The off-label use of a steroid called dexamethasone in pregnant women has the medical community sharply divided, Time reports. The drug is being prescribed to expectant mothers who may be carrying female fetuses affected by an adrenal disorder called congenital adrenal hyperplasia (CAH). Girls affected by the condition usually have genitals that look more male than female — though their internal sex organs are normal. Dexamethasone, or dex, is prescribed to prevent this outward symptom of CAH.

While dex has been shown to prevent ambiguous genitalia in girls with CAH, it doesn’t treat the actual condition. Some doctors question if the drug, which hasn’t been approved by the FDA for treating CAH in-utero, should be used during pregnancy at all.

New York endocrinologist Maria New, the doctor at the center of the dex debate, recommends this off-label, in-utero use of the steroid based primarily on a study conducted in Sweden that was too small to be definitive. The medical and ethical quandaries surrounding this use of dexamethasone are abundant, and New has been accused of doing human research on the drug without gaining proper approval.

Dr. Walter Miller, the chief of endocrinology at University of California, San Francisco, worries that not nearly enough is known about the drug to rationalize its use in this way. Because it must be administered as early into a pregnancy as possible — usually well before doctors can identify whether the fetus is a CAH-affected female — a number of mothers and children may be unnecessarily exposed to the drug, the long-term effects of which are not known.

But New has come under fire for more than just the off-label use of a risky steroid — she’s also accused of promoting the use of dex to prevent homosexuality and bisexuality in girls. The pediatric endocrinologist and her long-time collaborator, psychologist Heino F. L. Meyer-Bahlburg, have been tracing evidence for the influence of prenatal androgens in sexual orientation. Together they’ve attempted to show that prenatal androgens have an impact on the development of sexual orientation, and that treatments with prenatal dexamethasone might cause these girls’ behavior to be closer to heterosexual norms. According to an article about homosexuality at the Bioethics Forum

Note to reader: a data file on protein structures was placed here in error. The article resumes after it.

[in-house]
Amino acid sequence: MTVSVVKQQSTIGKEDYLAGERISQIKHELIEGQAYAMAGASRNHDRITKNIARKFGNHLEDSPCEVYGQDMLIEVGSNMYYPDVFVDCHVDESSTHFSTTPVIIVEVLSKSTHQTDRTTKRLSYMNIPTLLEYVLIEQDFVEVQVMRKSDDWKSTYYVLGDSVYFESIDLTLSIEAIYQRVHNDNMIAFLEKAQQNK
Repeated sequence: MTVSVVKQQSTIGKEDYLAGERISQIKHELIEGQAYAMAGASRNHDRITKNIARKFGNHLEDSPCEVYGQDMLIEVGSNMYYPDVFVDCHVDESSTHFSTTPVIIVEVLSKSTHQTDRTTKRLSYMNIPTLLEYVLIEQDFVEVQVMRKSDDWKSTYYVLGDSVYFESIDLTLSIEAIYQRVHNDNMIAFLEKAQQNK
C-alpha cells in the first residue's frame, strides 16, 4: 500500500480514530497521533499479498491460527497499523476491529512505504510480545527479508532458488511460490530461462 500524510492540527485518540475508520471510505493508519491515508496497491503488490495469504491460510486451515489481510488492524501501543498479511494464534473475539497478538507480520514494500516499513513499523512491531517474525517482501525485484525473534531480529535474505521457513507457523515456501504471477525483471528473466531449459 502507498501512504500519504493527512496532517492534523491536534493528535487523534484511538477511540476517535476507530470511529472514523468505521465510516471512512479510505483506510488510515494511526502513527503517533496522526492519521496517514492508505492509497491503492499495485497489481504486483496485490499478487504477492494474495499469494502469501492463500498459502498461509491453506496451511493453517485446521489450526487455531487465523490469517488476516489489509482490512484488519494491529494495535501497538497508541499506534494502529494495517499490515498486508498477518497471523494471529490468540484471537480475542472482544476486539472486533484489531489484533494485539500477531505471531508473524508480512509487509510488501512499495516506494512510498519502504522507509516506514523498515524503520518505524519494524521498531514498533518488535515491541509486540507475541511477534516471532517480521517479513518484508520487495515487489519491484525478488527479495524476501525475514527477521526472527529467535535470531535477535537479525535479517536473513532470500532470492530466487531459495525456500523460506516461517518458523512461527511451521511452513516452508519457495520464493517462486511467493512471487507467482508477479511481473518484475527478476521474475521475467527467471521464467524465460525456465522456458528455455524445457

"In a paper published just this year in the Annals of the New York Academy of Sciences, New and her colleague, pediatric endocrinologist Saroj Nimkarn of Weill Cornell Medical College, go further, constructing low interest in babies and men — and even interest in what they consider to be men’s occupations and games — as 'abnormal,' and potentially preventable with prenatal dex.

In the Annals article, the authors wrote: “Gender-related behaviors, namely childhood play, peer association, career and leisure time preferences in adolescence and adulthood, maternalism, aggression, and sexual orientation become masculinized in ... girls and women with 21OHD deficiency [CAH]. These abnormalities have been attributed to the effects of excessive prenatal androgen levels on the sexual differentiation of the brain and later on behavior.” 

David E. Sandberg, a University of Michigan pediatric psychologist who treats and conducts research on children with CAH, argues that normalizing gender behavior is not a reasonable goal of clinical care, while professors and philosophers in the field of bioethics worry that this view of homosexual orientation could lead to new attempts at pathologization and prevention.